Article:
In addition, more than half (58 percent) of employers said critical-thinking and problem-solving skills are “very important” for incoming high school graduates’ successful job performance, yet nearly three-quarters of respondents (70 percent) rated recently hired high school graduates as deficient in critical thinking.

Furthermore, when asked how their hiring practices will change over the next five years:

  • 28 percent of employers project that their companies will reduce hiring of new entrants with only a high school diploma;
  • 50 percent said the percentages of two-year college graduates they hire would increase;
  • Nearly 60 percent said their hires of four-year college graduates would increase; and
  • 42 percent said their hires of post-graduates would increase.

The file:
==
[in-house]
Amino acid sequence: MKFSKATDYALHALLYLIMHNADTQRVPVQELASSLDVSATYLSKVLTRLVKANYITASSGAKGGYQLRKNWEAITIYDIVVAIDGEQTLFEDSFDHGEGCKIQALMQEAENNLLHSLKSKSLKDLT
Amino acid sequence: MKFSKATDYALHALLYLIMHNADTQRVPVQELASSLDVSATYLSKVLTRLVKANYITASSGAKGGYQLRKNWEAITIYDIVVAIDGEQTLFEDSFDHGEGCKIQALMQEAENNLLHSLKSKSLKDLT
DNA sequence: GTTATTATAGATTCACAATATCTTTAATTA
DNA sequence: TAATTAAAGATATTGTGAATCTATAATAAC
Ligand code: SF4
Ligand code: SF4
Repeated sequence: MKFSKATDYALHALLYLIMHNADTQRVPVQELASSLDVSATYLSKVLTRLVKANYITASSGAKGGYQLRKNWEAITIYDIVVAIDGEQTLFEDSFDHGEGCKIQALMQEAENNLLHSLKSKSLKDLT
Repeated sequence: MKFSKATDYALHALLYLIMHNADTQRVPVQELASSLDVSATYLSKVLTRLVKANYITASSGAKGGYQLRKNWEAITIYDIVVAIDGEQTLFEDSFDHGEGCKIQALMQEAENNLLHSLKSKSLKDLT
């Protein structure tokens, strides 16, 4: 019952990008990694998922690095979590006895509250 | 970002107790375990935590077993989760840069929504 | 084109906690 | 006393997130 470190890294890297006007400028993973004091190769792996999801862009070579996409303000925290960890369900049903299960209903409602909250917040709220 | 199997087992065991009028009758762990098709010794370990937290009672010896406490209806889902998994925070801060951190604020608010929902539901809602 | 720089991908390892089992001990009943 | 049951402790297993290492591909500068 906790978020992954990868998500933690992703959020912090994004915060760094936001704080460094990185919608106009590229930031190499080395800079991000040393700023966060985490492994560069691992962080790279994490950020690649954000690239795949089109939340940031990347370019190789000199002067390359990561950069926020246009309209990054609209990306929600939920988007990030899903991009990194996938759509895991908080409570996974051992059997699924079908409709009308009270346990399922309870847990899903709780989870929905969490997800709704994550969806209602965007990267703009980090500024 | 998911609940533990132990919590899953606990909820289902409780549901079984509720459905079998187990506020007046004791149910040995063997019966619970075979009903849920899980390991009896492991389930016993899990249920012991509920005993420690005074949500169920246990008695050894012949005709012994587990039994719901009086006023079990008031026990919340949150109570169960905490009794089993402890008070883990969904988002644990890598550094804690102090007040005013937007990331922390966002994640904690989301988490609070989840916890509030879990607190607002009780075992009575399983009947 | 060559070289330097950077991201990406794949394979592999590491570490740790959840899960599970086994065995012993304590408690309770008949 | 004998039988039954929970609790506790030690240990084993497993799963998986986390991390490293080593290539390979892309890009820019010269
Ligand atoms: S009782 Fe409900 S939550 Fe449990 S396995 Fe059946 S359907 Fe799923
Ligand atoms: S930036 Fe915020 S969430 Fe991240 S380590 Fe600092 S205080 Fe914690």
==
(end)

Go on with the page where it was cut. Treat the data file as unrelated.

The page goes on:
“This study should serve as an alert to educators, policy makers, and those concerned with U.S. economic competitiveness that we may be facing a skills shortage,” said Susan R. Meisinger, president and CEO of the Society for Human Resource Management. “In a knowledge-based economy, a talented workforce with communication and critical-thinking skills is necessary for organizations and the U.S. to be successful.”

The findings show an especially large gap in writing skills. Nearly three-quarters (72 percent) of incoming high school graduates are viewed as deficient in basic English writing skills, including grammar and spelling. And, when asked about readiness with respect to applied skills for the workplace, the greatest deficiency was reported in written communications (memos, letters, complex technical reports), and in professionalism and work ethic. Eighty-one percent of survey participants said their high school graduate hires were deficient in written communications.